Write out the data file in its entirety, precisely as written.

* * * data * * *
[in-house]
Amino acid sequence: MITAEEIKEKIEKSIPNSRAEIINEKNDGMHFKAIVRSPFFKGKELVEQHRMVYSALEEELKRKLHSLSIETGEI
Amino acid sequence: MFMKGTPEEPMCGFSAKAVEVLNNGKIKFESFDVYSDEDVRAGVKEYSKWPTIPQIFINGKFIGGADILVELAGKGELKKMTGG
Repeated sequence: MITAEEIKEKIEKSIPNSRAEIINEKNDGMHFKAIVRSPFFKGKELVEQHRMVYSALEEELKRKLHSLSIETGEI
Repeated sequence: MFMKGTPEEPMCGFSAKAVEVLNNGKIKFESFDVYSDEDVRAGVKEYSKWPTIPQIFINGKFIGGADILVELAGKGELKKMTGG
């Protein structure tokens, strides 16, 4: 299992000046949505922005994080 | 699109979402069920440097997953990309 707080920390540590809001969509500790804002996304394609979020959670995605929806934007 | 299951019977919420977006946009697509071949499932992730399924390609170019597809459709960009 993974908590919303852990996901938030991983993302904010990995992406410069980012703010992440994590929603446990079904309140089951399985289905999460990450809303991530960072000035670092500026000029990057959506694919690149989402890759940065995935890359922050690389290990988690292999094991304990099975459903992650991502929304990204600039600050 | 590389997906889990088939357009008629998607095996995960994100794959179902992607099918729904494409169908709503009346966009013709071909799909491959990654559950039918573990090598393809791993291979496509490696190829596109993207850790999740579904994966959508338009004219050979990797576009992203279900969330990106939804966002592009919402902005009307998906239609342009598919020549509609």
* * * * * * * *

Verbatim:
[in-house]
Amino acid sequence: MITAEEIKEKIEKSIPNSRAEIINEKNDGMHFKAIVRSPFFKGKELVEQHRMVYSALEEELKRKLHSLSIETGEI
Amino acid sequence: MFMKGTPEEPMCGFSAKAVEVLNNGKIKFESFDVYSDEDVRAGVKEYSKWPTIPQIFINGKFIGGADILVELAGKGELKKMTGG
Repeated sequence: MITAEEIKEKIEKSIPNSRAEIINEKNDGMHFKAIVRSPFFKGKELVEQHRMVYSALEEELKRKLHSLSIETGEI
Repeated sequence: MFMKGTPEEPMCGFSAKAVEVLNNGKIKFESFDVYSDEDVRAGVKEYSKWPTIPQIFINGKFIGGADILVELAGKGELKKMTGG
């Protein structure tokens, strides 16, 4: 299992000046949505922005994080 | 699109979402069920440097997953990309 707080920390540590809001969509500790804002996304394609979020959670995605929806934007 | 299951019977919420977006946009697509071949499932992730399924390609170019597809459709960009 993974908590919303852990996901938030991983993302904010990995992406410069980012703010992440994590929603446990079904309140089951399985289905999460990450809303991530960072000035670092500026000029990057959506694919690149989402890759940065995935890359922050690389290990988690292999094991304990099975459903992650991502929304990204600039600050 | 590389997906889990088939357009008629998607095996995960994100794959179902992607099918729904494409169908709503009346966009013709071909799909491959990654559950039918573990090598393809791993291979496509490696190829596109993207850790999740579904994966959508338009004219050979990797576009992203279900969330990106939804966002592009919402902005009307998906239609342009598919020549509609």